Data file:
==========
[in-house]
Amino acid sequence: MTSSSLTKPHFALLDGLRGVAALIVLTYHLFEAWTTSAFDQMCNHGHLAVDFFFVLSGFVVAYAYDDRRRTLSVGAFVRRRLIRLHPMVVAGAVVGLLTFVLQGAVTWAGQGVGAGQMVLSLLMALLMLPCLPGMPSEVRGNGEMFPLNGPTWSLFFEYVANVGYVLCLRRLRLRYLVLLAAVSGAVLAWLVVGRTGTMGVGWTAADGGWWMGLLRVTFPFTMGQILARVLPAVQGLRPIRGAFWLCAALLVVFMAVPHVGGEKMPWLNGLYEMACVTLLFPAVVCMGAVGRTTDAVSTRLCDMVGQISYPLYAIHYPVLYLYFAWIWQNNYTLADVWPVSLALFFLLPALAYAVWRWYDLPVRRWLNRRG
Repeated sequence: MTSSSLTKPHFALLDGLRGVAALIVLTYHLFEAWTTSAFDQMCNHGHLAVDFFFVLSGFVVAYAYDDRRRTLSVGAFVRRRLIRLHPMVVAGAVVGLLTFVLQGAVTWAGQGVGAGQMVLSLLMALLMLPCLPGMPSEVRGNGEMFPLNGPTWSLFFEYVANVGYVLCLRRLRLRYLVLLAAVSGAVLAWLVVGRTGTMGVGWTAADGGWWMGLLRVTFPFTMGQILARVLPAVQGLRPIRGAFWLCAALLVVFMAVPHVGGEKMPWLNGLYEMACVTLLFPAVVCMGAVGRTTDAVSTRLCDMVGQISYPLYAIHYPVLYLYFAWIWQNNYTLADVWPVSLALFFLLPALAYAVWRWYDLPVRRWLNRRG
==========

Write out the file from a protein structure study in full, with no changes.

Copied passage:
[in-house]
Amino acid sequence: MTSSSLTKPHFALLDGLRGVAALIVLTYHLFEAWTTSAFDQMCNHGHLAVDFFFVLSGFVVAYAYDDRRRTLSVGAFVRRRLIRLHPMVVAGAVVGLLTFVLQGAVTWAGQGVGAGQMVLSLLMALLMLPCLPGMPSEVRGNGEMFPLNGPTWSLFFEYVANVGYVLCLRRLRLRYLVLLAAVSGAVLAWLVVGRTGTMGVGWTAADGGWWMGLLRVTFPFTMGQILARVLPAVQGLRPIRGAFWLCAALLVVFMAVPHVGGEKMPWLNGLYEMACVTLLFPAVVCMGAVGRTTDAVSTRLCDMVGQISYPLYAIHYPVLYLYFAWIWQNNYTLADVWPVSLALFFLLPALAYAVWRWYDLPVRRWLNRRG
Repeated sequence: MTSSSLTKPHFALLDGLRGVAALIVLTYHLFEAWTTSAFDQMCNHGHLAVDFFFVLSGFVVAYAYDDRRRTLSVGAFVRRRLIRLHPMVVAGAVVGLLTFVLQGAVTWAGQGVGAGQMVLSLLMALLMLPCLPGMPSEVRGNGEMFPLNGPTWSLFFEYVANVGYVLCLRRLRLRYLVLLAAVSGAVLAWLVVGRTGTMGVGWTAADGGWWMGLLRVTFPFTMGQILARVLPAVQGLRPIRGAFWLCAALLVVFMAVPHVGGEKMPWLNGLYEMACVTLLFPAVVCMGAVGRTTDAVSTRLCDMVGQISYPLYAIHYPVLYLYFAWIWQNNYTLADVWPVSLALFFLLPALAYAVWRWYDLPVRRWLNRRG